Second, even when a standard is announced, the devil is still in the details. Uber, for example, announced in April what appeared to be a fairly detailed check.  However, experts in screening observed that the announcement raised more questions than it answered. An April 2014 post titled UBER BACKGROUND CHECKS on the Uber website states: “All Uber ridesharing and livery partners must go through a rigorous background check.” The Uber background checks go back seven years and include county courthouse records for every county of residence, federal courthouse records, multi-state criminal database, national sex offender registry, Social Security number (SSN) trace, and Motor Vehicle Records (MVR). Criteria for drivers to pass Uber’s background checks include no DUI (Driving Under the Influence) or drug related driving violations, no hit and runs, no fatal accidents, no history of reckless driving, no violent crimes, no sexual offenses, no gun related violations, no resisting/evading arrest, and no driving without insurance or suspended license charge.

The Uber policy for background checks also states: “Screening for safe drivers is just the beginning of our safety efforts. Our process includes prospective and regular checks of drivers’ motor vehicle records to ensure ongoing safe driving. Unlike the taxi industry, our background checking process and standards are consistent across the United States and often more rigorous than what is required to become a taxi driver.” The UBER BACKGROUND CHECKS page is at

The problem with such a background check policy is that it may not be nearly as complete as it may seem on the surface. A person could have attended school or worked in some county where they did not live, and therefore a relevant criminal record could be missed. In some jurisdictions, counties are close enough together that an in-depth check may call for a search of an adjacent county to really afford protection. In some states, it is relatively easy and cost-effective to access a broad statewide search that is much more comprehensive and this not addressed. It is also a well-accepted fact that one of the best defenses against a bad hire is to explore unexplained unemployment gaps. Furthermore, there is value to an in-person interview. The announced policy does not address these points. By screening standards, it is debatable exactly how rigorous this background check policy really is.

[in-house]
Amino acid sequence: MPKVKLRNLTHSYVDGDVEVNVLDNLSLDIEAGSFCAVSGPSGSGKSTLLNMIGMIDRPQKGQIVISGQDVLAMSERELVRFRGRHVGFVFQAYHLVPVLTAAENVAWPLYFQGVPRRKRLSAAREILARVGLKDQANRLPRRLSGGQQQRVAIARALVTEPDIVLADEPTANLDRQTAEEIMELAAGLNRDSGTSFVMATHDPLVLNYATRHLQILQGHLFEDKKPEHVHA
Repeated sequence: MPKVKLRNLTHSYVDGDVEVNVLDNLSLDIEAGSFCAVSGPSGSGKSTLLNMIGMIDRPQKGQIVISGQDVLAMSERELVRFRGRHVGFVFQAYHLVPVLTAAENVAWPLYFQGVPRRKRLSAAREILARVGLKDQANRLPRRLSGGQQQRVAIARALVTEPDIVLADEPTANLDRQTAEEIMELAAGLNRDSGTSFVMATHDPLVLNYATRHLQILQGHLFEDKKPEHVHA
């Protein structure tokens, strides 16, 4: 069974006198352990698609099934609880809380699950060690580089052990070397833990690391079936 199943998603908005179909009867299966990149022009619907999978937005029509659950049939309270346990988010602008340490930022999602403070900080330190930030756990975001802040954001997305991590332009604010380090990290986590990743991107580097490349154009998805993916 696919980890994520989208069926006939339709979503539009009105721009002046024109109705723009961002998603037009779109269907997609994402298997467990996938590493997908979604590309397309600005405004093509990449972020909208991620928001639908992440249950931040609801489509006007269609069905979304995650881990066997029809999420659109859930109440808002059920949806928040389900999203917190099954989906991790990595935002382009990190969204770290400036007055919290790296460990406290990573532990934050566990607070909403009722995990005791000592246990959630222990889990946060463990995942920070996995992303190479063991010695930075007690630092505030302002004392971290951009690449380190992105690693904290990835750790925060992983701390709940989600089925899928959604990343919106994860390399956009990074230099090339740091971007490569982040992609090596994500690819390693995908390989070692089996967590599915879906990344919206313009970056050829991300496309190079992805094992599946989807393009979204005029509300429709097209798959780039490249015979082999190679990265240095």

Another problem with the sharing economy is that background checks can be easily fooled by a person undergoing the background check by simply submitting a friend’s name and information. The process can take place online with no real interview or methods to detect identity fraud, as compared with a traditional employer-employee relationship where, for example, a person is interviewed and needs to show a certain amount of identification as part of the Form I-9 employment eligibility verification on boarding process. It is not very hard to set up offices where a person needs to show up in person to be interviewed and show acceptable identification, or contract with a national business to require some sort of in-person identification validation before a going through a background check.

As the sharing economy grows, stories of consumers being harmed by criminal acts of providers can be expect to increase. Given the negative fallout from such publicity to any firm in the Peer to Peer space, it would seem that an effort to create some standardized and generally accepted background screening protocols would be of great benefit to both providers and consumers. There have been efforts in the past by private firms to create a so-called “badge” that is a cyber-equivalent of a “Good housekeeping” seal of approval. However, no one firm has had the clout to create a nationally recognized and accepted due diligence standard. Of course, technology providers can just wait until they are sued and let juries decide on a case by case basis if the firm was negligent or not, but that is generally not a sound way to run a business.

However, the major peer to peer players have the ability to come together and to set standards for background checks. Such a standardized approach to background checks can be accomplished through a non-profit association that would include input from relevant stakeholders including technology firms, consumers, screening professionals, legislators, and regulators. That way, technology firms providing Peer to Peer service in a sharing economy can demonstrate their commitment to safety by adhering to a generally accepted due diligence standard for background checks and participating in their program as a service provider.  Background screening firms would have a clear protocol to follow.


Employment Screening Resources® (ESR) will present a complimentary webinar hosted by ESR Founder and CEO Attorney Lester Rosen titled ‘ESR Top Ten Background Check Trends for 2015’ on Wednesday, January 21, 2015 from 11:00 AM to 12:00 PM Noon Pacific Time. To register for this webinar, please visit the registration link at